Obama sat down with Kroft on Monday afternoon at the White House to tape the interview. Six days later, the Capitol was buzzing with rare Sunday activities during a full dress rehearsal.

Military teams marched to the steady beats of their drum corps along the East Front of the Capitol and then down Pennsylvania Avenue to the White House. Hours later, on the West Front side, a military stand-in for Trump took the Oath of Office, even mimicking the 45th president at one point by giving a double thumbs up.

Inside the Capitol, inaugural staffers scrambled from one side of the building to the other. They dodged stands holding signage that will help direct traffic on Friday, when Obama will accompany Trump up Pennsylvania Avenue to be sworn in. Members of the Marine Band joked with Capitol Police officers near the very door Trump will enter the massive West Front inaugural platform.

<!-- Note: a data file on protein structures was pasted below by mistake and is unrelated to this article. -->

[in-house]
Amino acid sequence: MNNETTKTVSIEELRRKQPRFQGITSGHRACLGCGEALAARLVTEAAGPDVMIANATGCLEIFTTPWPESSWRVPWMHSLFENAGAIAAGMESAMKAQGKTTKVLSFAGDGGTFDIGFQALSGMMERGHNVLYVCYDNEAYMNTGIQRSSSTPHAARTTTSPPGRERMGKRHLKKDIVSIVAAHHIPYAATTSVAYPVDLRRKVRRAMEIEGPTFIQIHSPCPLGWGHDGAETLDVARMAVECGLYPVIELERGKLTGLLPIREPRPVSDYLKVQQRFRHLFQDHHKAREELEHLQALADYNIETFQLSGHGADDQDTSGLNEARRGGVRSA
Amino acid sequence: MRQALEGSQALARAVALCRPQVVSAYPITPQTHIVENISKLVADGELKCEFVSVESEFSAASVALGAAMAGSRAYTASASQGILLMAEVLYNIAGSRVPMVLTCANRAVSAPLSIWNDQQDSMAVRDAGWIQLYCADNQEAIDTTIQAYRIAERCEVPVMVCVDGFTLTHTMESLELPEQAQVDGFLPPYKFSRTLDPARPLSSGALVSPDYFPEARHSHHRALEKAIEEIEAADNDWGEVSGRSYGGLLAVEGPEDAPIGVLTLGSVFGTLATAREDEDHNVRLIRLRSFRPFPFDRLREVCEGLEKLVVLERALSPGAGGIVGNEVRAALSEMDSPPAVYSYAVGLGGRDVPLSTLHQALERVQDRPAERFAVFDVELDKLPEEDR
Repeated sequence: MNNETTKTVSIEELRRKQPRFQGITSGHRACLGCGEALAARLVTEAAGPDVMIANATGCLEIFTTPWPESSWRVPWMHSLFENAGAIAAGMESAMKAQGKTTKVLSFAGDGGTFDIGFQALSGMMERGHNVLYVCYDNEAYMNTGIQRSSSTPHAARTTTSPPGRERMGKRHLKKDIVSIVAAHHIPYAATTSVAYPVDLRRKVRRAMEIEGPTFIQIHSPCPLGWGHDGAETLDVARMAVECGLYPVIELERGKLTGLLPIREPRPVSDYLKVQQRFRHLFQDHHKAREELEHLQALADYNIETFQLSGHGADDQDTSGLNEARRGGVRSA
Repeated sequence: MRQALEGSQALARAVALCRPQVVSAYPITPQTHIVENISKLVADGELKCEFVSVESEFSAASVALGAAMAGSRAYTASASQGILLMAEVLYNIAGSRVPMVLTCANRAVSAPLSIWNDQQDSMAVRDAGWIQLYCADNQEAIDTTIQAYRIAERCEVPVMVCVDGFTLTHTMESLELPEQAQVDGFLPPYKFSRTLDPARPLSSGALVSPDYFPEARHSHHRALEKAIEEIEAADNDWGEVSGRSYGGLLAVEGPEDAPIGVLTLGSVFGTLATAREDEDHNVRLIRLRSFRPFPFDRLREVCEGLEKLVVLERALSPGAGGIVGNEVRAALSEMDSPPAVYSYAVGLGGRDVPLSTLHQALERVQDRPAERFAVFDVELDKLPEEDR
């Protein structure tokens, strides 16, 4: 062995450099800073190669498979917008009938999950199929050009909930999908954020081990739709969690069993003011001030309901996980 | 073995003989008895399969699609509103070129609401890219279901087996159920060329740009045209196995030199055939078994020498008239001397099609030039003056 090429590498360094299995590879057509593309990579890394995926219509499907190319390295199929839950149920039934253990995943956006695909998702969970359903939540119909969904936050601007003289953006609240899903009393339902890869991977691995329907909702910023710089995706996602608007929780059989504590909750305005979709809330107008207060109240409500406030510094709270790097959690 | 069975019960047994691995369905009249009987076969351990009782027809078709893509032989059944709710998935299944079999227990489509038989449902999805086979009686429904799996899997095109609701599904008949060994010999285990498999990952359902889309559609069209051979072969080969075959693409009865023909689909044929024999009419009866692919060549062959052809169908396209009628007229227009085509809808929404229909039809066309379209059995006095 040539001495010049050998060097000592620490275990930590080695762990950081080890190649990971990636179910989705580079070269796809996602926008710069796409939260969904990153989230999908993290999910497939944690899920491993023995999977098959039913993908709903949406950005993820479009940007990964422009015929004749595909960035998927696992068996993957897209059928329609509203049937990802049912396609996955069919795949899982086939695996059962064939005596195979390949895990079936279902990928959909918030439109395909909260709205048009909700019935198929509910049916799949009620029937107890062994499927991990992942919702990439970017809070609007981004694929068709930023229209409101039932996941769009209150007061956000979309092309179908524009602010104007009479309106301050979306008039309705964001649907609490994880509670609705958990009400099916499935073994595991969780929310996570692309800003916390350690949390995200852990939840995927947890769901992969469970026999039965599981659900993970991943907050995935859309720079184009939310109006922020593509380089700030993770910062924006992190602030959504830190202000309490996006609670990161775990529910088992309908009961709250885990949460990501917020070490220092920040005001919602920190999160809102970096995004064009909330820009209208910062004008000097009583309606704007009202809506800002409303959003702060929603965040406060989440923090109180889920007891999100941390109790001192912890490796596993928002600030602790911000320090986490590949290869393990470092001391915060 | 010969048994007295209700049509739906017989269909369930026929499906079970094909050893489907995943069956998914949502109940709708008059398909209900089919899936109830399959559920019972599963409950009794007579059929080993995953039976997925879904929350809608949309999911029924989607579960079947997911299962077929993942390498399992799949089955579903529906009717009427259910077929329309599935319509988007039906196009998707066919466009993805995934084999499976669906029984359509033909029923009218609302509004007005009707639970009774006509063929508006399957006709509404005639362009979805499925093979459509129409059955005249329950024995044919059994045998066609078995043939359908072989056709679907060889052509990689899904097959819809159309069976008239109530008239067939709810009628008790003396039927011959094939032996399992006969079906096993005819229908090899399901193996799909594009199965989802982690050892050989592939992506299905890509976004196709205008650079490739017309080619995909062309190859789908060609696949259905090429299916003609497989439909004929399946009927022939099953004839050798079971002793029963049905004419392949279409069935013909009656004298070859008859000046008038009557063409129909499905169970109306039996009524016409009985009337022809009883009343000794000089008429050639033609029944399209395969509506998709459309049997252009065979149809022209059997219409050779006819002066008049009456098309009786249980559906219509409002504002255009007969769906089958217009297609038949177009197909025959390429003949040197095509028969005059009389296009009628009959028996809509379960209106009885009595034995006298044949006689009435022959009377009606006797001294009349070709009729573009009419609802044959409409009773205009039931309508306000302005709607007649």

Staffers for the Joint Congressional Committee on Inaugural Ceremonies consulted binders and called their “command center” when asked how certain things would work on Friday. One veteran JCCIC staffer acknowledged the Sunday scene appeared a bit disorganized, but promised things will run smoothly on Inauguration Day.

“Rehearsal day,” she quipped, “is always mostly about how the sausage is made.”